File under: Furry obsession (but not the kind you're thinking about).

Ouran High School Host Club

In the grand tradition of She's the Man and the Shakespeare play that inspired She's the Man — though it's really a parody of host-club culture and the gender stereotypes of anime — Ouran High School Host Club tells another story about a girl impersonating a boy. High school freshman Haruhi Fujioka comes to a prestigious school when she's mistaken for a boy by a club of guys who play romantic hosts to the girls of the school by entertaining them. Haruhi then becomes a part of the host club to pay for the expensive vase she accidentally breaks. The gender-bending is one of many LGBTQ elements on the show. While Haruhi embraces her tomboy style, many characters are more overtly queer, including her father Ryoji, who works as a drag queen and prefers to go by the stage name Ranka.

File under: Yasss kween.

One Piece

Credit: Viz Media

Just like how Netflix is making a live-action Avatar: The Last Airbender series and so the original and the Legend of Korra sequel are now both available to stream on the platform, the studio brought the first hundred or so episodes of the original One Piece to the service in light of its upcoming live-action version. This massive series follows Monkey D. Luffy, a boy whose body acts like rubber ever since he ate a unique fruit, on his way to secure the treasure known as "One Piece" to become the ultimate pirate king.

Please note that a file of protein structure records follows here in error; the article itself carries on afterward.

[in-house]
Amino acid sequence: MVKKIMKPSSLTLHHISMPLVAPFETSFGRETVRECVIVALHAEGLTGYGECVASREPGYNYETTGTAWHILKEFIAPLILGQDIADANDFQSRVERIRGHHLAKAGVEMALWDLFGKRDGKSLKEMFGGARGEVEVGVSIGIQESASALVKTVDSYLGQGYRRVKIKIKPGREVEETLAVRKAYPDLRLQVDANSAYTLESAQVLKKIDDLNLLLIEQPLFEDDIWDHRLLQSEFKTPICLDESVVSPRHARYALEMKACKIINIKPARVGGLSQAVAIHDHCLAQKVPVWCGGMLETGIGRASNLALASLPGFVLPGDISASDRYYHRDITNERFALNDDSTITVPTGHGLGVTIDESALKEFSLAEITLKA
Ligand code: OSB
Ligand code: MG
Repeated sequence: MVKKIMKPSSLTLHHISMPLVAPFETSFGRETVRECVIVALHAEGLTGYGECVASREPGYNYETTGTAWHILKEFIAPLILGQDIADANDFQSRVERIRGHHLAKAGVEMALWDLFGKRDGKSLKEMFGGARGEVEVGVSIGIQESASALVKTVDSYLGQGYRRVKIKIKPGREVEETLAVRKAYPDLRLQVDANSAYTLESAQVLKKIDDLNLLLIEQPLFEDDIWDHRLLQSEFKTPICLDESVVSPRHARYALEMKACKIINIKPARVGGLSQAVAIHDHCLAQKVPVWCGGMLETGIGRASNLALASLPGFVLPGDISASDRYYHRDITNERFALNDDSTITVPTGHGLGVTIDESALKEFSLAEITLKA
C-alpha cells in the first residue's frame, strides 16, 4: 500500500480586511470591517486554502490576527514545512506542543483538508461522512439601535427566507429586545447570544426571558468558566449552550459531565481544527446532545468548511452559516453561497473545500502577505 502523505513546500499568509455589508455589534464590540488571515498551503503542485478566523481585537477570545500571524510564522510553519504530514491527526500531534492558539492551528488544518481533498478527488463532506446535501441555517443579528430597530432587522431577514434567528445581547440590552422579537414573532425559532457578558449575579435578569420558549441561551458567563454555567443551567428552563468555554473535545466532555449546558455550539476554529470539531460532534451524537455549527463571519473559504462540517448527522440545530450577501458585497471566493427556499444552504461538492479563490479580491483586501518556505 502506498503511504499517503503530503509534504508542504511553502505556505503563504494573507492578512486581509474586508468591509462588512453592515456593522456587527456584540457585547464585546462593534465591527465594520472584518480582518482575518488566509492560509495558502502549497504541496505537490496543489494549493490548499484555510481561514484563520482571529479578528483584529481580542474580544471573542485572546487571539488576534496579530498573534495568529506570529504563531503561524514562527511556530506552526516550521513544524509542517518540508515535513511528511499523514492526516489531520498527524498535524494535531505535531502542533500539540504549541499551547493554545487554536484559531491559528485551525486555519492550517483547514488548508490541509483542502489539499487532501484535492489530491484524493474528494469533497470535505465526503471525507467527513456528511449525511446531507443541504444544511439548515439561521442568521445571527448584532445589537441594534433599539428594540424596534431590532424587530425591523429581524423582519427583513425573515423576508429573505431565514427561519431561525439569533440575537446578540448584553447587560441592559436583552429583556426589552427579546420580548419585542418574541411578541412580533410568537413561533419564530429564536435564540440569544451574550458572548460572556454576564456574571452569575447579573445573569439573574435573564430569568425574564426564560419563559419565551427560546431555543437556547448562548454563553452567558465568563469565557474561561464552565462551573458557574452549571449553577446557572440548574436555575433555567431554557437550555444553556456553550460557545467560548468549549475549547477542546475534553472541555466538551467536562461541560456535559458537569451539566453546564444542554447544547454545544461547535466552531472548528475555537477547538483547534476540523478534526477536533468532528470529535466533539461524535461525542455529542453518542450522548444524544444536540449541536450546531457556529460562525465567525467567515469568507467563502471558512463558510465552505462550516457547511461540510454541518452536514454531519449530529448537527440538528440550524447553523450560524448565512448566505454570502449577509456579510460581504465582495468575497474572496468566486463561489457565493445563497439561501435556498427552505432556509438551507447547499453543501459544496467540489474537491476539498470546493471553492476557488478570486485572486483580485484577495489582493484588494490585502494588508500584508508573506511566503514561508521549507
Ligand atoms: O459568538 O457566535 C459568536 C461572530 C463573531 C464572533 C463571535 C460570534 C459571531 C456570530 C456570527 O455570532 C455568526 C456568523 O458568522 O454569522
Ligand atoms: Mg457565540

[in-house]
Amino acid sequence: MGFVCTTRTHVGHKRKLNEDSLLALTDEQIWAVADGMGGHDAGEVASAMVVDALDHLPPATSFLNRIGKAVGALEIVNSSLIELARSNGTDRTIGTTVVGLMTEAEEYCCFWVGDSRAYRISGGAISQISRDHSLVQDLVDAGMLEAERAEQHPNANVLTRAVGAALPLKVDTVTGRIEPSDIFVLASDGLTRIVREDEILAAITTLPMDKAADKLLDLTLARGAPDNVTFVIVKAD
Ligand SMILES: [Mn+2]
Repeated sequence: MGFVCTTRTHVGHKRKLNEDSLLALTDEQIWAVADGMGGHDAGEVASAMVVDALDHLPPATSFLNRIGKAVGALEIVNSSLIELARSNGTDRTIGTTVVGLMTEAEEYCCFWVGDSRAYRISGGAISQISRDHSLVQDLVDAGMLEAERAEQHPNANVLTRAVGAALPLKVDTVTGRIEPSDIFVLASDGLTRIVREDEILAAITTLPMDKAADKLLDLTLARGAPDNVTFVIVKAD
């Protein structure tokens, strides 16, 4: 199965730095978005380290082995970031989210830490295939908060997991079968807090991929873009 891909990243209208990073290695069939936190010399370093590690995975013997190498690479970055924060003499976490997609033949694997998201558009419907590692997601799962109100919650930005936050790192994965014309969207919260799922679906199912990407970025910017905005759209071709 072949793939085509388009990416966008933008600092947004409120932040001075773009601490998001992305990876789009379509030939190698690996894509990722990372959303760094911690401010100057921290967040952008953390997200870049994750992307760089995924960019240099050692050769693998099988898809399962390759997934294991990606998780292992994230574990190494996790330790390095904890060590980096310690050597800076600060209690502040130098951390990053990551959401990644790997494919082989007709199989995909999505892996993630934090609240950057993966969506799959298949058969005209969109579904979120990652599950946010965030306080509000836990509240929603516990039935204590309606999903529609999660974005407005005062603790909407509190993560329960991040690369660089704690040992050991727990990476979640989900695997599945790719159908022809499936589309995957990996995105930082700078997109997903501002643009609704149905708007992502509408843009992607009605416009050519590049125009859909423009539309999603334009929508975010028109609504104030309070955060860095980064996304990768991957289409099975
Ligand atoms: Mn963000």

File under: Sinbad but with Gumby.

Violet Evergarden

Credit: Funimation

Violet Evergarden is less about fantastically dramatic supernatural or sci-fi battle and much more emotive. A girl named Violet, who had a career as a child soldier and lost limbs as a result, tries to make a new life in a world now marked by peace. Her job, ghostwriting letters with her prosthetic arms and hands, forces a reflection on her own trauma through writing and how to move forward. The series is also stunning to look at, crafted with exquisite animation.

Watch if you: Want to feel something again.

The Seven Deadly Sins

Netflix got a hold of this popular manga-based franchise and released the first seasons on the platform in 2015. It's one of the better fantasy sagas on the service with its mythology around the Seven Deadly Sins, a group of knights with pretty infamous pasts, each one brandishing the tattoo of a different beast and embodying one of the... you know. In the 2014 anime series, which Netflix followed by dropping the film Prisoners of the Sky, a princess seeks out these warriors as the last hope of saving her kingdom from usurpers.

Watch if you: Need a new fantasy saga to get sucked into.